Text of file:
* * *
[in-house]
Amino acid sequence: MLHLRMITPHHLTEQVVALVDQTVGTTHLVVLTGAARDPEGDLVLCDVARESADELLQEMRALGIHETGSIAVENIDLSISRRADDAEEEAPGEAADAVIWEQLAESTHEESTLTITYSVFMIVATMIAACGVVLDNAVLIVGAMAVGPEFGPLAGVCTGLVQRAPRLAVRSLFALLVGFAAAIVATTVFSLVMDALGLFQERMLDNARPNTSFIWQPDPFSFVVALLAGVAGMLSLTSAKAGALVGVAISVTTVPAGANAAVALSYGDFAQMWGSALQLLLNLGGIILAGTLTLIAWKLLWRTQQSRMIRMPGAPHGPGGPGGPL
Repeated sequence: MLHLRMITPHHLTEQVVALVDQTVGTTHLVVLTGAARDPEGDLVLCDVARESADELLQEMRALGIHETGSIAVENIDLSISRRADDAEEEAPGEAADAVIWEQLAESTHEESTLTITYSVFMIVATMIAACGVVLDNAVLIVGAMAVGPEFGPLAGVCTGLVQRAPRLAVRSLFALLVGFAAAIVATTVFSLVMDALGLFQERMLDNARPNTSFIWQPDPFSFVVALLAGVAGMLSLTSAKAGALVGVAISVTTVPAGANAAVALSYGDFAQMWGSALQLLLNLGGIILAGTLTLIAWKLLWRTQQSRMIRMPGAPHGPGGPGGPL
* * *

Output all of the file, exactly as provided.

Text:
[in-house]
Amino acid sequence: MLHLRMITPHHLTEQVVALVDQTVGTTHLVVLTGAARDPEGDLVLCDVARESADELLQEMRALGIHETGSIAVENIDLSISRRADDAEEEAPGEAADAVIWEQLAESTHEESTLTITYSVFMIVATMIAACGVVLDNAVLIVGAMAVGPEFGPLAGVCTGLVQRAPRLAVRSLFALLVGFAAAIVATTVFSLVMDALGLFQERMLDNARPNTSFIWQPDPFSFVVALLAGVAGMLSLTSAKAGALVGVAISVTTVPAGANAAVALSYGDFAQMWGSALQLLLNLGGIILAGTLTLIAWKLLWRTQQSRMIRMPGAPHGPGGPGGPL
Repeated sequence: MLHLRMITPHHLTEQVVALVDQTVGTTHLVVLTGAARDPEGDLVLCDVARESADELLQEMRALGIHETGSIAVENIDLSISRRADDAEEEAPGEAADAVIWEQLAESTHEESTLTITYSVFMIVATMIAACGVVLDNAVLIVGAMAVGPEFGPLAGVCTGLVQRAPRLAVRSLFALLVGFAAAIVATTVFSLVMDALGLFQERMLDNARPNTSFIWQPDPFSFVVALLAGVAGMLSLTSAKAGALVGVAISVTTVPAGANAAVALSYGDFAQMWGSALQLLLNLGGIILAGTLTLIAWKLLWRTQQSRMIRMPGAPHGPGGPGGPL